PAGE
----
International Day of People with Disability (IDPwD) is a worldwide event that aims to increase public awareness, understanding, and acceptance of people with disability and celebrate their achievements and contributions.
Every year, the United Nations announces a theme to observe, which for 2018 is “empowering persons with disability and ensuring inclusiveness and equality.”
At Transpire, universal design is one of our core values, and as such, we take digital accessibility and inclusion very seriously.
Accessibility isn’t an added extra for us, even when we get push back from our clients to meet tough timelines and budget constraints – it’s simply part of everything we do.
With this in mind, our Head of UX Amir Ansari has been working alongside Telstra’s Senior Accessibility & Inclusion Specialist Kelly Schulz to develop some digital empathy exercises as part of Transpire’s ongoing commitment to ensuring inclusiveness.
Universal design for accessibility and inclusion at Transpire
“The purpose of this session was to help our consultants (software engineers, designers, testers and project managers) keep digital inclusion and accessibility front of mind,” said Amir.
“Working in pairs, the exercises helped each individual experience the effects of different disabilities during everyday digital tasks on mobiles and laptop.”
Despite the fact over four million people in Australia have some form of disability, a third say that their customer needs are often unmet.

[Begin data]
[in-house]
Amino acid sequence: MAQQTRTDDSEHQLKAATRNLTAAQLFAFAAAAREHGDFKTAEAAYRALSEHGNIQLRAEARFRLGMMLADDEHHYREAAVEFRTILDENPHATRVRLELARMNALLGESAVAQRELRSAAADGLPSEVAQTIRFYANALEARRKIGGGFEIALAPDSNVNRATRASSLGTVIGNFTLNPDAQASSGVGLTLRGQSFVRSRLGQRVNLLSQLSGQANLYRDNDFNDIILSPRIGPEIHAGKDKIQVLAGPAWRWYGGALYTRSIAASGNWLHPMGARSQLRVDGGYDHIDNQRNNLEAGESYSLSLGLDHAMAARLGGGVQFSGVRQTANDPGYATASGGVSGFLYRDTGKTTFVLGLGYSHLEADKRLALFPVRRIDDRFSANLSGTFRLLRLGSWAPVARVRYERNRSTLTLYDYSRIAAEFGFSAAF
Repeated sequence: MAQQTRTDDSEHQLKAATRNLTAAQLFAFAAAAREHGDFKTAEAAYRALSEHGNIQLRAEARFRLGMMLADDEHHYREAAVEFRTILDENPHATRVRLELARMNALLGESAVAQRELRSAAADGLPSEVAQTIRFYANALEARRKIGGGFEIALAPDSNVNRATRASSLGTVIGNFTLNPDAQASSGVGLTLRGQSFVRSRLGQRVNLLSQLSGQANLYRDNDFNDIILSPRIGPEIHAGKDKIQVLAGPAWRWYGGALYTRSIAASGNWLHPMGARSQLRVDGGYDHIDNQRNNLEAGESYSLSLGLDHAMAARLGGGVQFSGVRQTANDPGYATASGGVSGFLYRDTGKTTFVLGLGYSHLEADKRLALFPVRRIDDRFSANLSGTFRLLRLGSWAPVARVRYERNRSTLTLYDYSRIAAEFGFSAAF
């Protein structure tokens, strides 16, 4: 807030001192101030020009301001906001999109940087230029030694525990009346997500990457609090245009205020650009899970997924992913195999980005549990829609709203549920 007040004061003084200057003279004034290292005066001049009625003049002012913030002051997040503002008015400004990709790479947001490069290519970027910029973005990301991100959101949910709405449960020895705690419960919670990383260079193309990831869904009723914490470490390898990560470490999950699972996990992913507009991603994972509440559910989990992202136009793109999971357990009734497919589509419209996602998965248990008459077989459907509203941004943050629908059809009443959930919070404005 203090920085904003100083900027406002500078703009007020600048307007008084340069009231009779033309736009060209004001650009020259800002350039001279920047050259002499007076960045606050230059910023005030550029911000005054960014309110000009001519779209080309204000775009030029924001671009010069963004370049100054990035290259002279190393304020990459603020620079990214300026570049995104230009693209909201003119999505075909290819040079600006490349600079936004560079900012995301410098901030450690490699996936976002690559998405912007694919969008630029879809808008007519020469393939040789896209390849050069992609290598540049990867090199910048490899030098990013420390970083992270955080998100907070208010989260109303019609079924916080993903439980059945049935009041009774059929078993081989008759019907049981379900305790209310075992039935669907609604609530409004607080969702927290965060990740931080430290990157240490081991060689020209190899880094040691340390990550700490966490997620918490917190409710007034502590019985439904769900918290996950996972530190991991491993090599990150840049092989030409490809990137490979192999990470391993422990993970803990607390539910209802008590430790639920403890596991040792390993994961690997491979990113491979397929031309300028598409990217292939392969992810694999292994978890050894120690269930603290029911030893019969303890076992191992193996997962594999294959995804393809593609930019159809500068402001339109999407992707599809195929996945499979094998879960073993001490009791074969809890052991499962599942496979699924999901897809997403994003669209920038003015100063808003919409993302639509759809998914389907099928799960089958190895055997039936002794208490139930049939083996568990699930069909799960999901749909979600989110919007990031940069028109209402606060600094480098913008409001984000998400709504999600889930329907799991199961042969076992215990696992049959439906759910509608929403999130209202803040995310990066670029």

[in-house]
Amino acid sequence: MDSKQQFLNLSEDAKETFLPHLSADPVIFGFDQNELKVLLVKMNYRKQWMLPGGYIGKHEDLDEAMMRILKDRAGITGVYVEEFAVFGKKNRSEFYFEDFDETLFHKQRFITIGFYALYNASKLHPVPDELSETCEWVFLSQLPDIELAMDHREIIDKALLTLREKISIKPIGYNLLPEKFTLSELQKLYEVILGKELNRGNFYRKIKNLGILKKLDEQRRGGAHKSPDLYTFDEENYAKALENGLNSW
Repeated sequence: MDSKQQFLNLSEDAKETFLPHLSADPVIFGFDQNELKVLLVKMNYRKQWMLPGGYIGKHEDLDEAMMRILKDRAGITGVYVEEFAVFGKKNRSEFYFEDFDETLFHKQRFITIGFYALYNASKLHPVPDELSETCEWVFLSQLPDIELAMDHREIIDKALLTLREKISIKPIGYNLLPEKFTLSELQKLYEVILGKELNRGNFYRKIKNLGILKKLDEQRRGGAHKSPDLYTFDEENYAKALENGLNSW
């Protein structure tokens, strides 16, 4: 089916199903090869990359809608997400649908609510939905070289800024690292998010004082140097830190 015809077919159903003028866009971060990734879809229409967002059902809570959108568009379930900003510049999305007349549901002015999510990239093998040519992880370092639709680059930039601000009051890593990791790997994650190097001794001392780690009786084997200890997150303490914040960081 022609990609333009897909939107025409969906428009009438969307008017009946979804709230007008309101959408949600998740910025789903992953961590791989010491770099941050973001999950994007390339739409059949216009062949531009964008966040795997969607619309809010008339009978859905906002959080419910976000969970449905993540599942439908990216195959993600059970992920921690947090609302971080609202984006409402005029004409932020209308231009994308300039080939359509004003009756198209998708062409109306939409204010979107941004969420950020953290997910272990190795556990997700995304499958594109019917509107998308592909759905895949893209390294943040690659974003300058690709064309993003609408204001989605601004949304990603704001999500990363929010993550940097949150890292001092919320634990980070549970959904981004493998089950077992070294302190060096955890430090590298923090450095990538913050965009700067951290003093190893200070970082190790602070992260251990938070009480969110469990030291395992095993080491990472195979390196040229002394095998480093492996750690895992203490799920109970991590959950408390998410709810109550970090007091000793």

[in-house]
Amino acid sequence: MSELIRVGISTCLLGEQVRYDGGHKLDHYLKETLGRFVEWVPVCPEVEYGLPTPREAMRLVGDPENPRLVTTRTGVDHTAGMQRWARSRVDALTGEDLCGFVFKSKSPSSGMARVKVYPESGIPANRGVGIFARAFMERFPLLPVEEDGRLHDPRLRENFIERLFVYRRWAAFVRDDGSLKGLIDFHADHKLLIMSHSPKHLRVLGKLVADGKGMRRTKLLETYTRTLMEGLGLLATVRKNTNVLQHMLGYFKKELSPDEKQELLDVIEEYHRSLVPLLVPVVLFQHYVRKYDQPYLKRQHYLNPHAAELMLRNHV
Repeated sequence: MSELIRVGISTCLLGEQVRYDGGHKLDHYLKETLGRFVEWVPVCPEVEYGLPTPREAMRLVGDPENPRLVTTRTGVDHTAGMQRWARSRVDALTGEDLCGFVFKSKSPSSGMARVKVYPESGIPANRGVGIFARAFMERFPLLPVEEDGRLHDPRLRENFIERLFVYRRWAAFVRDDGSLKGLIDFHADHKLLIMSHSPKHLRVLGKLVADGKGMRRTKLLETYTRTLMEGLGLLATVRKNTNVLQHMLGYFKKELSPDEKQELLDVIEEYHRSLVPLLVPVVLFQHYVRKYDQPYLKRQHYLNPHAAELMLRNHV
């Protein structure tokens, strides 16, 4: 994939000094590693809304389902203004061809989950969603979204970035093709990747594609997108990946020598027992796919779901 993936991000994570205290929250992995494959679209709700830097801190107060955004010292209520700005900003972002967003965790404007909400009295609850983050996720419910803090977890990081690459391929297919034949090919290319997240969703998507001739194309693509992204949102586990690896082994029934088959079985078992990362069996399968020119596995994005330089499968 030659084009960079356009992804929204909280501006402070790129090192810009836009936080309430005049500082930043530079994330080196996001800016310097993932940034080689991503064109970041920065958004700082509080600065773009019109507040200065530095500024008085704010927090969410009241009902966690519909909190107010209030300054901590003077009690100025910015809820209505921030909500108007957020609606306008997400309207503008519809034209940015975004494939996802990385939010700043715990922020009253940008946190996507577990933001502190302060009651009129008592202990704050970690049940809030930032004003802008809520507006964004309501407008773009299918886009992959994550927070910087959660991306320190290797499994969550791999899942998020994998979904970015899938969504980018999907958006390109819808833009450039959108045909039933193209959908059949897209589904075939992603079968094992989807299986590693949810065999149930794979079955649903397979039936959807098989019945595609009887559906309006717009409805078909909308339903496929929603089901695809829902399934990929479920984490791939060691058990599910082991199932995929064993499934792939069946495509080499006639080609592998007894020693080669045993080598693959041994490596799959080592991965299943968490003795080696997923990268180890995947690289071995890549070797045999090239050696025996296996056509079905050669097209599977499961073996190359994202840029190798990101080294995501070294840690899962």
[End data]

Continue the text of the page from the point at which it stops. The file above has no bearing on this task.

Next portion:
By giving precedence to accessibility when designing and developing digital products, Transpire is making sure everyone can benefit from the latest and greatest in technology and innovation.
But that doesn’t mean to say embedding accessibility and inclusion into every project is like adding a certain feature or facilitating greater functionality. It’s a continual process of good, better, best…
“Kelly and I recognise that building digital accessibility and inclusion is not an all or nothing exercise, it’s about awareness, building empathy, and making small, continuous improvements,” added Amir.
“We designed these exercises to be approachable and flexible and would love the opportunity to run them with other teams and organisations.”
To see how your team could benefit from greater accessibility and inclusion awareness, get in touch with us to find out more.
More about International Day of People with Disability
IDPwD is a United Nations sanctioned day that is celebrated internationally. According to the United Nations, 2018’s theme focuses on empowering people with disabilities for an inclusive, equitable and sustainable development as part of the 2030 Agenda for Sustainable Development
The Australian Government has been supporting IDPwD since 1996 and provides funds to promote and raise awareness of the day around the country. The National Disability Strategy 2010–2020 commits all governments to a nationwide approach aimed at improving the lives of people with disability, their families and carers.
The Strategy’s ten-year national framework for reform focuses on better inclusion for people with disability and seeks to create a society that enables people with disability to fulfil their potential as equal citizens.